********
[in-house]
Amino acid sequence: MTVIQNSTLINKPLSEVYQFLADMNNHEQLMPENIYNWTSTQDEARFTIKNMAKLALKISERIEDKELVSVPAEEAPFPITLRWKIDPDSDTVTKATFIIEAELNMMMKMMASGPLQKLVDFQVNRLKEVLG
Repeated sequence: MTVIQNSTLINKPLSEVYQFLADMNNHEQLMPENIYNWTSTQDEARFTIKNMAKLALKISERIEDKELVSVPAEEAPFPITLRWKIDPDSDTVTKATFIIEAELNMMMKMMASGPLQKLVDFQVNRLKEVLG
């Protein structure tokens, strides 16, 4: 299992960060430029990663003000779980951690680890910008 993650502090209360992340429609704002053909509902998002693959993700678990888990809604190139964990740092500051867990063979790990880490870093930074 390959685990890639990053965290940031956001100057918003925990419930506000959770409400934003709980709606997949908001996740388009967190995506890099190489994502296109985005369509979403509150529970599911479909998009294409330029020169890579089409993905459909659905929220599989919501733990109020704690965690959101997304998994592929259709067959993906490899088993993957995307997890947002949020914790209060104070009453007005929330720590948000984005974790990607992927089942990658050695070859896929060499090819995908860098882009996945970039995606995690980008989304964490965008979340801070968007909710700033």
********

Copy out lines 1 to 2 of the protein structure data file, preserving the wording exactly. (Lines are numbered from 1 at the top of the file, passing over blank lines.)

[in-house]
Amino acid sequence: MTVIQNSTLINKPLSEVYQFLADMNNHEQLMPENIYNWTSTQDEARFTIKNMAKLALKISERIEDKELVSVPAEEAPFPITLRWKIDPDSDTVTKATFIIEAELNMMMKMMASGPLQKLVDFQVNRLKEVLG